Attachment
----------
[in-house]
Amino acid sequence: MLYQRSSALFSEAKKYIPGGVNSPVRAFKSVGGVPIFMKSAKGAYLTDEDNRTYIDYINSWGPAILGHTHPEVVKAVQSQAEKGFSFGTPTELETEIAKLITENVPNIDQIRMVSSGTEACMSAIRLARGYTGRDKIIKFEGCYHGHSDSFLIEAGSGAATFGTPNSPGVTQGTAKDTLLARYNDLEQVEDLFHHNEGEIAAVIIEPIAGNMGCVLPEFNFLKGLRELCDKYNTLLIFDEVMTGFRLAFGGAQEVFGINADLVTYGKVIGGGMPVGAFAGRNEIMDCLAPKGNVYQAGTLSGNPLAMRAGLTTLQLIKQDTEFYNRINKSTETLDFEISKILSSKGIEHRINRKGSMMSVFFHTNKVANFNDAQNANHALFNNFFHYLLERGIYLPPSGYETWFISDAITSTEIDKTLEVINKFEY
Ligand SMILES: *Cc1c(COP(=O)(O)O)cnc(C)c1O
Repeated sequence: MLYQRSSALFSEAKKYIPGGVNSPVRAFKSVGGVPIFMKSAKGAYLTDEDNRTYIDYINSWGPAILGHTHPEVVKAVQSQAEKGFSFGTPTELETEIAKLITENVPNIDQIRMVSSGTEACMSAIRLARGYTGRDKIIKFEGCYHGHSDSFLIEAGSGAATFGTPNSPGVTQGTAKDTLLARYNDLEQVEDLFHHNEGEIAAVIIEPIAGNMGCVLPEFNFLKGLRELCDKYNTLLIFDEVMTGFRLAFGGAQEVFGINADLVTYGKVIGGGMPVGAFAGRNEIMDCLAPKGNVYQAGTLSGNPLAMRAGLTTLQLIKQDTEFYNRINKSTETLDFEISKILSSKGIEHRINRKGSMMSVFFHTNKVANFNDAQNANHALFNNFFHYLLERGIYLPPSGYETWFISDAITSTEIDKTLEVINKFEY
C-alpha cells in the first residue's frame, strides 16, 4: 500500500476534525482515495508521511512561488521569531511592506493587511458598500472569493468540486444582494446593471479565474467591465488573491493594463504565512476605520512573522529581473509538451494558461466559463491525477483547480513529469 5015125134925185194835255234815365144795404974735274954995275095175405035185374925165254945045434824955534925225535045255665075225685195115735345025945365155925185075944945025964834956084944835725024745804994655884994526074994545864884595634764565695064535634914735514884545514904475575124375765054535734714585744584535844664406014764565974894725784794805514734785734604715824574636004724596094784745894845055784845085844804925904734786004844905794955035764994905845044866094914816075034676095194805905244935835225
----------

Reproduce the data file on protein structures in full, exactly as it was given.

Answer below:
[in-house]
Amino acid sequence: MLYQRSSALFSEAKKYIPGGVNSPVRAFKSVGGVPIFMKSAKGAYLTDEDNRTYIDYINSWGPAILGHTHPEVVKAVQSQAEKGFSFGTPTELETEIAKLITENVPNIDQIRMVSSGTEACMSAIRLARGYTGRDKIIKFEGCYHGHSDSFLIEAGSGAATFGTPNSPGVTQGTAKDTLLARYNDLEQVEDLFHHNEGEIAAVIIEPIAGNMGCVLPEFNFLKGLRELCDKYNTLLIFDEVMTGFRLAFGGAQEVFGINADLVTYGKVIGGGMPVGAFAGRNEIMDCLAPKGNVYQAGTLSGNPLAMRAGLTTLQLIKQDTEFYNRINKSTETLDFEISKILSSKGIEHRINRKGSMMSVFFHTNKVANFNDAQNANHALFNNFFHYLLERGIYLPPSGYETWFISDAITSTEIDKTLEVINKFEY
Ligand SMILES: *Cc1c(COP(=O)(O)O)cnc(C)c1O
Repeated sequence: MLYQRSSALFSEAKKYIPGGVNSPVRAFKSVGGVPIFMKSAKGAYLTDEDNRTYIDYINSWGPAILGHTHPEVVKAVQSQAEKGFSFGTPTELETEIAKLITENVPNIDQIRMVSSGTEACMSAIRLARGYTGRDKIIKFEGCYHGHSDSFLIEAGSGAATFGTPNSPGVTQGTAKDTLLARYNDLEQVEDLFHHNEGEIAAVIIEPIAGNMGCVLPEFNFLKGLRELCDKYNTLLIFDEVMTGFRLAFGGAQEVFGINADLVTYGKVIGGGMPVGAFAGRNEIMDCLAPKGNVYQAGTLSGNPLAMRAGLTTLQLIKQDTEFYNRINKSTETLDFEISKILSSKGIEHRINRKGSMMSVFFHTNKVANFNDAQNANHALFNNFFHYLLERGIYLPPSGYETWFISDAITSTEIDKTLEVINKFEY
C-alpha cells in the first residue's frame, strides 16, 4: 500500500476534525482515495508521511512561488521569531511592506493587511458598500472569493468540486444582494446593471479565474467591465488573491493594463504565512476605520512573522529581473509538451494558461466559463491525477483547480513529469 5015125134925185194835255234815365144795404974735274954995275095175405035185374925165254945045434824955534925225535045255665075225685195115735345025945365155925185075944945025964834956084944835725024745804994655884994526074994545864884595634764565695064535634914735514884545514904475575124375765054535734714585744584535844664406014764565974894725784794805514734785734604715824574636004724596094784745894845055784845085844804925904734786004844905794955035764994905845044866094914816075034676095194805905244935835225